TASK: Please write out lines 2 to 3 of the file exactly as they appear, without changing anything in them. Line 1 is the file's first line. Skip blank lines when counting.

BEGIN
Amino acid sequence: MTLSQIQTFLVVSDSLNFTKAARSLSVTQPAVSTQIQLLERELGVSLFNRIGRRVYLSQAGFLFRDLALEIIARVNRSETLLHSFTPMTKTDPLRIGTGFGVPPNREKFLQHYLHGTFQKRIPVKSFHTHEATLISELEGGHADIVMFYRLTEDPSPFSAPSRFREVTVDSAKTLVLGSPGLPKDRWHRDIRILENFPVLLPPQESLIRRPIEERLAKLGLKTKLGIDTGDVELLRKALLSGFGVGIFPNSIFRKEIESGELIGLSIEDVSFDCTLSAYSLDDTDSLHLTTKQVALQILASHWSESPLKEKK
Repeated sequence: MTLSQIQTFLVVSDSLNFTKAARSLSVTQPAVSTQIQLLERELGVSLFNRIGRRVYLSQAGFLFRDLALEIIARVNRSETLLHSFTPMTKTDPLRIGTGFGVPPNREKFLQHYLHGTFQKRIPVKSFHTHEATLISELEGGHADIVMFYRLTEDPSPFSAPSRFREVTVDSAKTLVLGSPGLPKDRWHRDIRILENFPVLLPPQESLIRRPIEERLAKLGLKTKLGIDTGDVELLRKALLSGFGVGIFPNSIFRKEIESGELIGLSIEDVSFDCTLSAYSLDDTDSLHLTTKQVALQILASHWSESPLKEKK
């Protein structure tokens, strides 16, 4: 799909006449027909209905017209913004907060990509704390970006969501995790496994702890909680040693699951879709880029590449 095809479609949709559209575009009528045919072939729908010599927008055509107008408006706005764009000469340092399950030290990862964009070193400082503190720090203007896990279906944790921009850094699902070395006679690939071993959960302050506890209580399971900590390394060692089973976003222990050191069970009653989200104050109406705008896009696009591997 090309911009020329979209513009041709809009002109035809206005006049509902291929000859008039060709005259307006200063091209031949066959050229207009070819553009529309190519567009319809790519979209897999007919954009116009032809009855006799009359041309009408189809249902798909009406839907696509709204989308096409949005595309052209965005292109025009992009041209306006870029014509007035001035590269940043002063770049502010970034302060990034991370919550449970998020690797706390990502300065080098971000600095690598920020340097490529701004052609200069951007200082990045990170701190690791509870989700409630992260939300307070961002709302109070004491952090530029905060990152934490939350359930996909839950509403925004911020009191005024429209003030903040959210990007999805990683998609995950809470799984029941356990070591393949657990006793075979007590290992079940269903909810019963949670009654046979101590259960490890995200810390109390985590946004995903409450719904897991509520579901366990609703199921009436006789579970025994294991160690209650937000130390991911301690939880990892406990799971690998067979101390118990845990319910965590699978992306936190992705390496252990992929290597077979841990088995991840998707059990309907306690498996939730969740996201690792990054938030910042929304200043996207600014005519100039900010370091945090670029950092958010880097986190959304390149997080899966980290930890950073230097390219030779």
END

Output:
Repeated sequence: MTLSQIQTFLVVSDSLNFTKAARSLSVTQPAVSTQIQLLERELGVSLFNRIGRRVYLSQAGFLFRDLALEIIARVNRSETLLHSFTPMTKTDPLRIGTGFGVPPNREKFLQHYLHGTFQKRIPVKSFHTHEATLISELEGGHADIVMFYRLTEDPSPFSAPSRFREVTVDSAKTLVLGSPGLPKDRWHRDIRILENFPVLLPPQESLIRRPIEERLAKLGLKTKLGIDTGDVELLRKALLSGFGVGIFPNSIFRKEIESGELIGLSIEDVSFDCTLSAYSLDDTDSLHLTTKQVALQILASHWSESPLKEKK
């Protein structure tokens, strides 16, 4: 799909006449027909209905017209913004907060990509704390970006969501995790496994702890909680040693699951879709880029590449 095809479609949709559209575009009528045919072939729908010599927008055509107008408006706005764009000469340092399950030290990862964009070193400082503190720090203007896990279906944790921009850094699902070395006679690939071993959960302050506890209580399971900590390394060692089973976003222990050191069970009653989200104050109406705008896009696009591997 090309911009020329979209513009041709809009002109035809206005006049509902291929000859008039060709005259307006200063091209031949066959050229207009070819553009529309190519567009319809790519979209897999007919954009116009032809009855006799009359041309009408189809249902798909009406839907696509709204989308096409949005595309052209965005292109025009992009041209306006870029014509007035001035590269940043002063770049502010970034302060990034991370919550449970998020690797706390990502300065080098971000600095690598920020340097490529701004052609200069951007200082990045990170701190690791509870989700409630992260939300307070961002709302109070004491952090530029905060990152934490939350359930996909839950509403925004911020009191005024429209003030903040959210990007999805990683998609995950809470799984029941356990070591393949657990006793075979007590290992079940269903909810019963949670009654046979101590259960490890995200810390109390985590946004995903409450719904897991509520579901366990609703199921009436006789579970025994294991160690209650937000130390991911301690939880990892406990799971690998067979101390118990845990319910965590699978992306936190992705390496252990992929290597077979841990088995991840998707059990309907306690498996939730969740996201690792990054938030910042929304200043996207600014005519100039900010370091945090670029950092958010880097986190959304390149997080899966980290930890950073230097390219030779």